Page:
Whether you’re a loan originator, or a loan servicer, reviewing a commercial lease (or amendments) becomes more challenging in tough real estate markets simply because there are more tenants in distress – and you need to identify them. So, are there lease provisions that could indicate a distressed tenant? Below  is a short list of

People don’t “connect” their ownership (even a minority ownership) with their liability under bad-boy or non-recourse carveout agreements (whether in the form of an indemnity, or as a guaranty).   So, minority owners often transfer ownership without getting a release from bad boy liability .  It could be a costly mistake.

With deals under water and

This seems to be insurance week for me. Later this week, I’ll jump into a recent court case that recently hit the headlines. Today, however, I received an e-mail warning of the POSSIBLE unauthorized issuance of property insurance polices by “an unathorized third party purporting to represent the insurers listed below and not to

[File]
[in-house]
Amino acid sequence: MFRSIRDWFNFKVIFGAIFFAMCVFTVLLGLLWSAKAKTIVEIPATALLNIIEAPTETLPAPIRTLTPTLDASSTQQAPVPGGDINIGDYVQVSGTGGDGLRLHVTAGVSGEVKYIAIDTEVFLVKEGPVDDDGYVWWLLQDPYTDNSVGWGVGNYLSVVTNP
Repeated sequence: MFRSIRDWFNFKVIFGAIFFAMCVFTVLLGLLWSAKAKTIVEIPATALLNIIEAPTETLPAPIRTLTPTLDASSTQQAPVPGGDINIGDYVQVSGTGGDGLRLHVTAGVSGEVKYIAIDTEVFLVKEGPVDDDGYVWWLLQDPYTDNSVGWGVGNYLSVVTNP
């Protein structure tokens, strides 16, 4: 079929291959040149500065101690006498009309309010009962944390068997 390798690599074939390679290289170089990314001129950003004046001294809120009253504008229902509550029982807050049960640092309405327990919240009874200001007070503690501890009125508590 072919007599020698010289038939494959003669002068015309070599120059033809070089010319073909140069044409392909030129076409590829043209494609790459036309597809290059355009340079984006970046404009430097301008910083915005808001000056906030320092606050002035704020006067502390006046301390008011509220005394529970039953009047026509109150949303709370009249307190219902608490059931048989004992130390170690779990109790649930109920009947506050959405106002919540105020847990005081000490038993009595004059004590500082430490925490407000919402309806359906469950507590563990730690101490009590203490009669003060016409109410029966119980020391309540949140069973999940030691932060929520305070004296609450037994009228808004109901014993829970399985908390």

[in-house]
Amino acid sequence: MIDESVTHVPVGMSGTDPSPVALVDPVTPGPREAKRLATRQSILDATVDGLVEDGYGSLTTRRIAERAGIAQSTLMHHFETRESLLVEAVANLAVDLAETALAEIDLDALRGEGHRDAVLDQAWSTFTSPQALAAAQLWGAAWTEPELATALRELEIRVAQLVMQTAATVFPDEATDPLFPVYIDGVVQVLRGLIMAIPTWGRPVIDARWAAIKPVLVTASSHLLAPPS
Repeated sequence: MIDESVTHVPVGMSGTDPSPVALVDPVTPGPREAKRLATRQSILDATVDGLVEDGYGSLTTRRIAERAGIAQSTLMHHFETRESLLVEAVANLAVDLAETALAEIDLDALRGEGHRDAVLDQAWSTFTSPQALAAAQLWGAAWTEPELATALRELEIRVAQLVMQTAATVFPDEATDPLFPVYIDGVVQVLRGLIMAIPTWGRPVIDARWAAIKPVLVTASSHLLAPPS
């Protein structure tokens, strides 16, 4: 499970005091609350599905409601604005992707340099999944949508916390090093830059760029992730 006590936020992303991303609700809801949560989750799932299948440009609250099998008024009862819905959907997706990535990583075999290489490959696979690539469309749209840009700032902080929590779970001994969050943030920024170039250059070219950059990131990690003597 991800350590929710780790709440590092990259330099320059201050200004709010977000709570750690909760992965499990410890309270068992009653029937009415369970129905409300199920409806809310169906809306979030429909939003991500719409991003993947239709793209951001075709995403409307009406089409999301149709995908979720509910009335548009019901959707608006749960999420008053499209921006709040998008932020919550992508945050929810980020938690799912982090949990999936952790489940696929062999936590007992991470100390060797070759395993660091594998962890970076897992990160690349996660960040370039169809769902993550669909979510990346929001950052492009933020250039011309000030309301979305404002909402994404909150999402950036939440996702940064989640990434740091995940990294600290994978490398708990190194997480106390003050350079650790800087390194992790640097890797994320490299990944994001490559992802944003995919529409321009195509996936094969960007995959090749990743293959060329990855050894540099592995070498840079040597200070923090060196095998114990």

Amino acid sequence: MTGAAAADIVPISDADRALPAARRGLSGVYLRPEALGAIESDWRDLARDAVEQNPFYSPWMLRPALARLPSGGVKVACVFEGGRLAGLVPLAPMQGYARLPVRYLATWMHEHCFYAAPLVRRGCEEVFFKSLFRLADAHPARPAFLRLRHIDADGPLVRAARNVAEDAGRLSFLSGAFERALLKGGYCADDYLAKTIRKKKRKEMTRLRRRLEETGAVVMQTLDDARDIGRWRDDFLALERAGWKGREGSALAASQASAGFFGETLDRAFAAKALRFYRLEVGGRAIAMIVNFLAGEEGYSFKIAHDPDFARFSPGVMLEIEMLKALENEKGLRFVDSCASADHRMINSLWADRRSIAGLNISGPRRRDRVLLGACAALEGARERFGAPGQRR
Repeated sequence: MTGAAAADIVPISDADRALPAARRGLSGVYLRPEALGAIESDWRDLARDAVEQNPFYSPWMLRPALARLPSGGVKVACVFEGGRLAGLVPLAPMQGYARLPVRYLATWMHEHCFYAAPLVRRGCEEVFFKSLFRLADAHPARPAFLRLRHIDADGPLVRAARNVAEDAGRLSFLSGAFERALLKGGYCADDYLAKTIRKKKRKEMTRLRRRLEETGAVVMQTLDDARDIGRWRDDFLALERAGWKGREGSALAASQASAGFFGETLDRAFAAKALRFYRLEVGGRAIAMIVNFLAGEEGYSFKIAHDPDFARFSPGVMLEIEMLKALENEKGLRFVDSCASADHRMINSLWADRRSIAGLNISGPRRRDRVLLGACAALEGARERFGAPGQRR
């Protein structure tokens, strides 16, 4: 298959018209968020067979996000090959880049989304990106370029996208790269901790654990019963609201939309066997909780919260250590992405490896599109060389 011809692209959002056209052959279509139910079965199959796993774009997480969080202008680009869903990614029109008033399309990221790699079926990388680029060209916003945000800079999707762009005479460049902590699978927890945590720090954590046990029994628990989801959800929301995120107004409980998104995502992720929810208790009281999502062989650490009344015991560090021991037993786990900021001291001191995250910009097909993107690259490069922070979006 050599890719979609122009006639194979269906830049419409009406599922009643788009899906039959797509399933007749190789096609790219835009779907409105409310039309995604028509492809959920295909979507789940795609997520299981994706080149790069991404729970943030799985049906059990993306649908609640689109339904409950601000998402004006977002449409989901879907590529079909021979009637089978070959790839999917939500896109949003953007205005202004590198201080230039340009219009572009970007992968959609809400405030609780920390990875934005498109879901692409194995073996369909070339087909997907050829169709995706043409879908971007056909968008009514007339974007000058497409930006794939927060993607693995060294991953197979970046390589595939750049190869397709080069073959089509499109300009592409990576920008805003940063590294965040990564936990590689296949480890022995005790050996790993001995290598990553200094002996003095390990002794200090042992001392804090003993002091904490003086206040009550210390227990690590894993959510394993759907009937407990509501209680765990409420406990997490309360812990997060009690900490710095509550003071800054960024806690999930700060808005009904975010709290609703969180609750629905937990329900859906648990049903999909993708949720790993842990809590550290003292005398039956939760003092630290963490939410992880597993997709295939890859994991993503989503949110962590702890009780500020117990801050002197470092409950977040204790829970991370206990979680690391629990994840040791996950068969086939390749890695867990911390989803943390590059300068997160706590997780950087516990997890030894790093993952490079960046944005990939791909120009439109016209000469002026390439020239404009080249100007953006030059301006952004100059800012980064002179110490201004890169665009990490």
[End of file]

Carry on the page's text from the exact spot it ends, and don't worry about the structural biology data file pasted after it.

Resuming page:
I’ll admit it: I’m old and getting older.

This hit me earlier this week as I argued  with a lawyer about the enforceability of due-on-sale clauses in commercial mortgages.  The conversations boggled my mind, because the debate was “settled” in 1982 when Garn-St. Germain (citation below) was enacted – and the debate ended: due-on-sale clauses

Train wrecks draw a crowd.  Look at this old film from the 1913 California State Fair (click the text).
 
 
 
 
 
 
 
 
 
 
 
 
 
 
 
 
 
Unfortunately, many co-lender structures (secured by distressed commercial real estate) look exactly like this train wreck.
 
 
 
Why?
  • Some lenders used a co-lender agreement without considering the basic nature or perspective of the agreement